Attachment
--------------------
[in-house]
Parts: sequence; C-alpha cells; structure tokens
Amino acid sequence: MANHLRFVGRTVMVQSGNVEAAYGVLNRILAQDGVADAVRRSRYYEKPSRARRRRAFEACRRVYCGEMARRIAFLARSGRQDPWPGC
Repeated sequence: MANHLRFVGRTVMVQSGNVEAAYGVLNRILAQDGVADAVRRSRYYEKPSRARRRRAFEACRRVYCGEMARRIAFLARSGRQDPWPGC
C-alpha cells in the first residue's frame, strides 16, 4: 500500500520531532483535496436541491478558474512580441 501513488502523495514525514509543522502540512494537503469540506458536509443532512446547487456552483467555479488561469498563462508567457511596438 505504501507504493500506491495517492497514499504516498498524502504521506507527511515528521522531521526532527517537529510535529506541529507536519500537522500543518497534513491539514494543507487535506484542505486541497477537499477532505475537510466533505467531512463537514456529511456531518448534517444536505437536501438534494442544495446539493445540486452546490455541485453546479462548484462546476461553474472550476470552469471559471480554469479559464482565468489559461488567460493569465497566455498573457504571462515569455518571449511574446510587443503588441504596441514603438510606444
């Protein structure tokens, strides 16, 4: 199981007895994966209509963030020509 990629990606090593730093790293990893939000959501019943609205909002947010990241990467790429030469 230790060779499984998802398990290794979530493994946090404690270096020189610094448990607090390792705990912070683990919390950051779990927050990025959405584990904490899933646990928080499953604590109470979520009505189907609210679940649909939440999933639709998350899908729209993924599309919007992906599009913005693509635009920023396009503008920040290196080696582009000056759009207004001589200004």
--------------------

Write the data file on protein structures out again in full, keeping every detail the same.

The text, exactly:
[in-house]
Parts: sequence; C-alpha cells; structure tokens
Amino acid sequence: MANHLRFVGRTVMVQSGNVEAAYGVLNRILAQDGVADAVRRSRYYEKPSRARRRRAFEACRRVYCGEMARRIAFLARSGRQDPWPGC
Repeated sequence: MANHLRFVGRTVMVQSGNVEAAYGVLNRILAQDGVADAVRRSRYYEKPSRARRRRAFEACRRVYCGEMARRIAFLARSGRQDPWPGC
C-alpha cells in the first residue's frame, strides 16, 4: 500500500520531532483535496436541491478558474512580441 501513488502523495514525514509543522502540512494537503469540506458536509443532512446547487456552483467555479488561469498563462508567457511596438 505504501507504493500506491495517492497514499504516498498524502504521506507527511515528521522531521526532527517537529510535529506541529507536519500537522500543518497534513491539514494543507487535506484542505486541497477537499477532505475537510466533505467531512463537514456529511456531518448534517444536505437536501438534494442544495446539493445540486452546490455541485453546479462548484462546476461553474472550476470552469471559471480554469479559464482565468489559461488567460493569465497566455498573457504571462515569455518571449511574446510587443503588441504596441514603438510606444
């Protein structure tokens, strides 16, 4: 199981007895994966209509963030020509 990629990606090593730093790293990893939000959501019943609205909002947010990241990467790429030469 230790060779499984998802398990290794979530493994946090404690270096020189610094448990607090390792705990912070683990919390950051779990927050990025959405584990904490899933646990928080499953604590109470979520009505189907609210679940649909939440999933639709998350899908729209993924599309919007992906599009913005693509635009920023396009503008920040290196080696582009000056759009207004001589200004």